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20 May 2012

Elton Dean's Ninesense - 'Happy Daze' (Ogun)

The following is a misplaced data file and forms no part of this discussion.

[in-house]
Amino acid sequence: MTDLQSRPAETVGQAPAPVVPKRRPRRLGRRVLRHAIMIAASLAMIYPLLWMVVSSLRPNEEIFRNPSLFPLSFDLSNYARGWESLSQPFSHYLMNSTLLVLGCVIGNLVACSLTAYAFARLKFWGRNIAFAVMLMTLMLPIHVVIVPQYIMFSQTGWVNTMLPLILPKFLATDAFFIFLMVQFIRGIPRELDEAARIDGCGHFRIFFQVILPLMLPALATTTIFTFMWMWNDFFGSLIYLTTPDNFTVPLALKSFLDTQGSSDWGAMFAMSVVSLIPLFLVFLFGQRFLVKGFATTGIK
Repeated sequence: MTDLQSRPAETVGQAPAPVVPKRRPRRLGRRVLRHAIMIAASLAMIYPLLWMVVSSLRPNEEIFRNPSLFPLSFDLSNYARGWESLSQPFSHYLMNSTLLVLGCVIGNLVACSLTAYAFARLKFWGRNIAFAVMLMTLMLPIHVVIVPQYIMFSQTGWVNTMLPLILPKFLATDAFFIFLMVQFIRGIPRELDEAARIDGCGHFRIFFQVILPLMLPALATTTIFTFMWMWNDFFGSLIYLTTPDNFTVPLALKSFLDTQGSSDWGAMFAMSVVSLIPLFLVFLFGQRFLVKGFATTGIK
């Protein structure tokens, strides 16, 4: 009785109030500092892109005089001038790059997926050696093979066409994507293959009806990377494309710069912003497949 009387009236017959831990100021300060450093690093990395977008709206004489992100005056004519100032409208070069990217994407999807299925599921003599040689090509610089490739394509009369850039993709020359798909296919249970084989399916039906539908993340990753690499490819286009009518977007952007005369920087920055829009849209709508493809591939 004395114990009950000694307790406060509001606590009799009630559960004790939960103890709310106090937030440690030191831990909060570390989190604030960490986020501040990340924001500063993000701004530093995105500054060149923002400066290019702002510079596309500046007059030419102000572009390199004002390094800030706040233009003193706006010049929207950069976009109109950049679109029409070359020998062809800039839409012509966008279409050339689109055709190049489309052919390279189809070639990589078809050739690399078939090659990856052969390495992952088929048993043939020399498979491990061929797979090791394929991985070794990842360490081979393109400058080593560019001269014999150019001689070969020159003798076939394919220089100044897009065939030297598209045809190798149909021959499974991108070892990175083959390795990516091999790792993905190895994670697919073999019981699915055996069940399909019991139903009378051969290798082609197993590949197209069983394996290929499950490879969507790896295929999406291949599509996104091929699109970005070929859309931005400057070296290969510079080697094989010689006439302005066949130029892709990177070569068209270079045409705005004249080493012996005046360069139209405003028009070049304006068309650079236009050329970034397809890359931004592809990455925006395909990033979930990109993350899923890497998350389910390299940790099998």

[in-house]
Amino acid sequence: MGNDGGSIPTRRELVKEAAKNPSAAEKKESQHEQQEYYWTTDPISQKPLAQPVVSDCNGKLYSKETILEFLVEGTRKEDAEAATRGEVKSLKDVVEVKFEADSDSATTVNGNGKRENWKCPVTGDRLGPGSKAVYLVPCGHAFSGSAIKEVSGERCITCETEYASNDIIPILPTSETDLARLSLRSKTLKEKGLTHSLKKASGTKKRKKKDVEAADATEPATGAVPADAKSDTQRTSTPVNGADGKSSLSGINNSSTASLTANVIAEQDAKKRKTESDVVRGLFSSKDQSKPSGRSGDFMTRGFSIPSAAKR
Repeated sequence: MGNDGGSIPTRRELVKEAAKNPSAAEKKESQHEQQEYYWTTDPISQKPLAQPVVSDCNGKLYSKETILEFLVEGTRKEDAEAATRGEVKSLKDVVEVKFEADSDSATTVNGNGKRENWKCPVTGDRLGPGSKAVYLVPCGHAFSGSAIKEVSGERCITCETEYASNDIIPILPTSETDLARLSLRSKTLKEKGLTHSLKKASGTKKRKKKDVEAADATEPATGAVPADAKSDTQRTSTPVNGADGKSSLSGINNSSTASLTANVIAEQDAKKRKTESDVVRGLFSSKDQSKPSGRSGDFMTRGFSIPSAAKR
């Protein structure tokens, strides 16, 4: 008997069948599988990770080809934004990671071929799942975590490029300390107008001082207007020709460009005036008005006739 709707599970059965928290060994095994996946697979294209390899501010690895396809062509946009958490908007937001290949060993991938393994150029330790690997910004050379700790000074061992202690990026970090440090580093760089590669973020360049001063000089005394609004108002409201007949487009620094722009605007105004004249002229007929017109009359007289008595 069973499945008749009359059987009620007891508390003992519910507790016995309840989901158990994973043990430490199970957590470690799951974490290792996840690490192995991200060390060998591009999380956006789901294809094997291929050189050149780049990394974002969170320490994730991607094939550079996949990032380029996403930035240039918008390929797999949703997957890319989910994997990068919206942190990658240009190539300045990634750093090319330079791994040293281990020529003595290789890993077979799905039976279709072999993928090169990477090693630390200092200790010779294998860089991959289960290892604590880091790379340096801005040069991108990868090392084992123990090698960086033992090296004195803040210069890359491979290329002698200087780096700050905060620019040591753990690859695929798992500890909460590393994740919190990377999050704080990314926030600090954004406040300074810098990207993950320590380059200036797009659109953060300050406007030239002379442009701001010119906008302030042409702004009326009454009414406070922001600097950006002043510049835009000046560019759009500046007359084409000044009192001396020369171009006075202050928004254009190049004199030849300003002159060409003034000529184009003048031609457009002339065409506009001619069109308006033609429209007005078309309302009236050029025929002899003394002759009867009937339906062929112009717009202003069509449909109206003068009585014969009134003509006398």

They're called Ninesense cause there's 9 of them, get it? Elton Dean was in Soft Machine but here's a place to show off his jazzy side. This is from '77 and the liner notes, laid in out a lovingly hand-written manner, talk extensively about the history and composition of the band. I like this record lots, but I have a major soft spot for the South African expat/Chris McGregor axis, of which Louis Moholo and Harry Miller are present here. That's a hell of a rhythm section and they really start off with a warm inviting ball on 'Nicrotto', and then into a propulsive, slow swing on 'Seven for Lee'. The other 7, led of course by Dean's confident if slightly indistinct alto, never overplay. This is a who's-who of 70s British jazzbos, with some names I sort of recognize and others that I don't at all. The duo of Marc Charig and Harry Beckett are the high points for me, who play trumpet, cornet, flugelhorn and tenor horn (though I'm not one to really distinguish these). They give the ninetet a bright and brassy assonance that cuts through the repetitive themes laid down by the saxes and trombones.  The opening cut 'Nicrotto' is such a beautiful start to a record - such a gentle swell of harmony - and yet it also starts pulling away from itself about halfway through, where Keith Tippett's piano revs the whole band towards a discordant mess. It comes crashing back down into some nice, smouldering ashes, and the record never actually gets better. 'Seven for Lee' maybe gets a bit too Apollonian for my tastes, but it works well against the more outrĂ© sounds heard elsewhere, and it has an excellent start, lurching out of the aforementioned ashes. The flipside is a bit more traditional, opening with 'Sweet F.A.', I assume a paen to the football association of England. This is where Dean and Tippett really get their freak on; long, dizzying solos fill the 11 minutes of this song, over Harry Miller's repeating bass chords. It's jazz-by-numbers, but Tippett's solo in particular is stunning, sounding like he has 4 hands. The closer, 'Three For All', is not as wild as it's title might suggest, falling into a hard-bop groove that works because of the confident rhythms behind it. Tippet's piano chords punctuate all the right moments, giving this a nice momentum. Happy it is, a daze it's not, but it's a successful outing for sure.

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